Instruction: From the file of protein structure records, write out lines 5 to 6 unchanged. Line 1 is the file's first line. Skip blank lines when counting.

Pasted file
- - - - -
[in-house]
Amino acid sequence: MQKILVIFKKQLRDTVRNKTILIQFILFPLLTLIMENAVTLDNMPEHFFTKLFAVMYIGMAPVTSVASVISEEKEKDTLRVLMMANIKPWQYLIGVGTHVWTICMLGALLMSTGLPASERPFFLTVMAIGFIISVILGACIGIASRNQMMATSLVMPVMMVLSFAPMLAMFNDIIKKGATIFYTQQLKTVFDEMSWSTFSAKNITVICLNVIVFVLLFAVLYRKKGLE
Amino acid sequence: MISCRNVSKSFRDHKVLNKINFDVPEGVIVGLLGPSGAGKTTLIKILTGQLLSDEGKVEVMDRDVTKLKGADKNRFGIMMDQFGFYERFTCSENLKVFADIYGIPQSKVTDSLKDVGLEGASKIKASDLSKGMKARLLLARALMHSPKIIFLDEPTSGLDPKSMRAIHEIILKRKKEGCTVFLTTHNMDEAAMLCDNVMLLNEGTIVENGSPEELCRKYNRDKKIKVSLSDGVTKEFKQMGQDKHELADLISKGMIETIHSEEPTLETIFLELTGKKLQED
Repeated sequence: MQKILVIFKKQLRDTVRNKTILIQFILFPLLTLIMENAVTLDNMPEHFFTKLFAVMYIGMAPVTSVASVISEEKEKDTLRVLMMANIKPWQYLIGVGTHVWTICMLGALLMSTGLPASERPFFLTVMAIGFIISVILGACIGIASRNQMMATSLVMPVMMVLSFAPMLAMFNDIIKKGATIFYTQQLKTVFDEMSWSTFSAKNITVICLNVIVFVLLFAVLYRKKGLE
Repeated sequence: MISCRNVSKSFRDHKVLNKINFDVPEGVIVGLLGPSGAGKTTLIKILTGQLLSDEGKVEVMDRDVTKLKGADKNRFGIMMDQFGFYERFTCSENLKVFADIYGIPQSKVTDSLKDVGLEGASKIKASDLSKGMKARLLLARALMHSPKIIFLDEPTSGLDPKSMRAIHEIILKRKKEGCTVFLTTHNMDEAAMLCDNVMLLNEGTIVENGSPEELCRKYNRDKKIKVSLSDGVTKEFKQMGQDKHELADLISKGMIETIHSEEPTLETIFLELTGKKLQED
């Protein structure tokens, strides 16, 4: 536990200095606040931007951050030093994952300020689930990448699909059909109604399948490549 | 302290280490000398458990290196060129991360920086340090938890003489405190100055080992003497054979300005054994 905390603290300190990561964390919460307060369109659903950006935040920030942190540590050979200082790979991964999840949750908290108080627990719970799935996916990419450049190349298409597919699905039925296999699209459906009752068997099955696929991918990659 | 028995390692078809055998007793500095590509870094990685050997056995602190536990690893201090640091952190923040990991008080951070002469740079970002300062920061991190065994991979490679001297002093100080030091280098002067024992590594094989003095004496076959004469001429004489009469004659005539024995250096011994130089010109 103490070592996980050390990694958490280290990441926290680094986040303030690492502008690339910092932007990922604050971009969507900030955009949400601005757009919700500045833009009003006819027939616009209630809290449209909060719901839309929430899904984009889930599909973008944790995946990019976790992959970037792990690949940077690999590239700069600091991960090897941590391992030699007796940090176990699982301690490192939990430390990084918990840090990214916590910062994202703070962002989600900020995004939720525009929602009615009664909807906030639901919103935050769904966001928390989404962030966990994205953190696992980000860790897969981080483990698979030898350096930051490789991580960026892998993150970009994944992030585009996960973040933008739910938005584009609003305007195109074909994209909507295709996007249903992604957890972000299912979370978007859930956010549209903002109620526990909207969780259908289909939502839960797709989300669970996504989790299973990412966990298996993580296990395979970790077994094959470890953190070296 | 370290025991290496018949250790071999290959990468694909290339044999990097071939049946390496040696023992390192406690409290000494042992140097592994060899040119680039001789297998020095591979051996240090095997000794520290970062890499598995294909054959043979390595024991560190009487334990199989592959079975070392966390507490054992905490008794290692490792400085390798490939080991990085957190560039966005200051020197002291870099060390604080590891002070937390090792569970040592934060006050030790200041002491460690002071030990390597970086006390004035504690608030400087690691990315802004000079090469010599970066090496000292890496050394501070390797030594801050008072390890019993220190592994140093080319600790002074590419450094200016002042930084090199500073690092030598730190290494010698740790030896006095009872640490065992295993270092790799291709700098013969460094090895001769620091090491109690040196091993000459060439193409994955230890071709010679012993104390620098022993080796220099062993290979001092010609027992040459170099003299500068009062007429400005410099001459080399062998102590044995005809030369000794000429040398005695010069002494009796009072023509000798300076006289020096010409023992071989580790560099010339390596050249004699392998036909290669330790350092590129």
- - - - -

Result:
Repeated sequence: MISCRNVSKSFRDHKVLNKINFDVPEGVIVGLLGPSGAGKTTLIKILTGQLLSDEGKVEVMDRDVTKLKGADKNRFGIMMDQFGFYERFTCSENLKVFADIYGIPQSKVTDSLKDVGLEGASKIKASDLSKGMKARLLLARALMHSPKIIFLDEPTSGLDPKSMRAIHEIILKRKKEGCTVFLTTHNMDEAAMLCDNVMLLNEGTIVENGSPEELCRKYNRDKKIKVSLSDGVTKEFKQMGQDKHELADLISKGMIETIHSEEPTLETIFLELTGKKLQED
């Protein structure tokens, strides 16, 4: 536990200095606040931007951050030093994952300020689930990448699909059909109604399948490549 | 302290280490000398458990290196060129991360920086340090938890003489405190100055080992003497054979300005054994 905390603290300190990561964390919460307060369109659903950006935040920030942190540590050979200082790979991964999840949750908290108080627990719970799935996916990419450049190349298409597919699905039925296999699209459906009752068997099955696929991918990659 | 028995390692078809055998007793500095590509870094990685050997056995602190536990690893201090640091952190923040990991008080951070002469740079970002300062920061991190065994991979490679001297002093100080030091280098002067024992590594094989003095004496076959004469001429004489009469004659005539024995250096011994130089010109 103490070592996980050390990694958490280290990441926290680094986040303030690492502008690339910092932007990922604050971009969507900030955009949400601005757009919700500045833009009003006819027939616009209630809290449209909060719901839309929430899904984009889930599909973008944790995946990019976790992959970037792990690949940077690999590239700069600091991960090897941590391992030699007796940090176990699982301690490192939990430390990084918990840090990214916590910062994202703070962002989600900020995004939720525009929602009615009664909807906030639901919103935050769904966001928390989404962030966990994205953190696992980000860790897969981080483990698979030898350096930051490789991580960026892998993150970009994944992030585009996960973040933008739910938005584009609003305007195109074909994209909507295709996007249903992604957890972000299912979370978007859930956010549209903002109620526990909207969780259908289909939502839960797709989300669970996504989790299973990412966990298996993580296990395979970790077994094959470890953190070296 | 370290025991290496018949250790071999290959990468694909290339044999990097071939049946390496040696023992390192406690409290000494042992140097592994060899040119680039001789297998020095591979051996240090095997000794520290970062890499598995294909054959043979390595024991560190009487334990199989592959079975070392966390507490054992905490008794290692490792400085390798490939080991990085957190560039966005200051020197002291870099060390604080590891002070937390090792569970040592934060006050030790200041002491460690002071030990390597970086006390004035504690608030400087690691990315802004000079090469010599970066090496000292890496050394501070390797030594801050008072390890019993220190592994140093080319600790002074590419450094200016002042930084090199500073690092030598730190290494010698740790030896006095009872640490065992295993270092790799291709700098013969460094090895001769620091090491109690040196091993000459060439193409994955230890071709010679012993104390620098022993080796220099062993290979001092010609027992040459170099003299500068009062007429400005410099001459080399062998102590044995005809030369000794000429040398005695010069002494009796009072023509000798300076006289020096010409023992071989580790560099010339390596050249004699392998036909290669330790350092590129």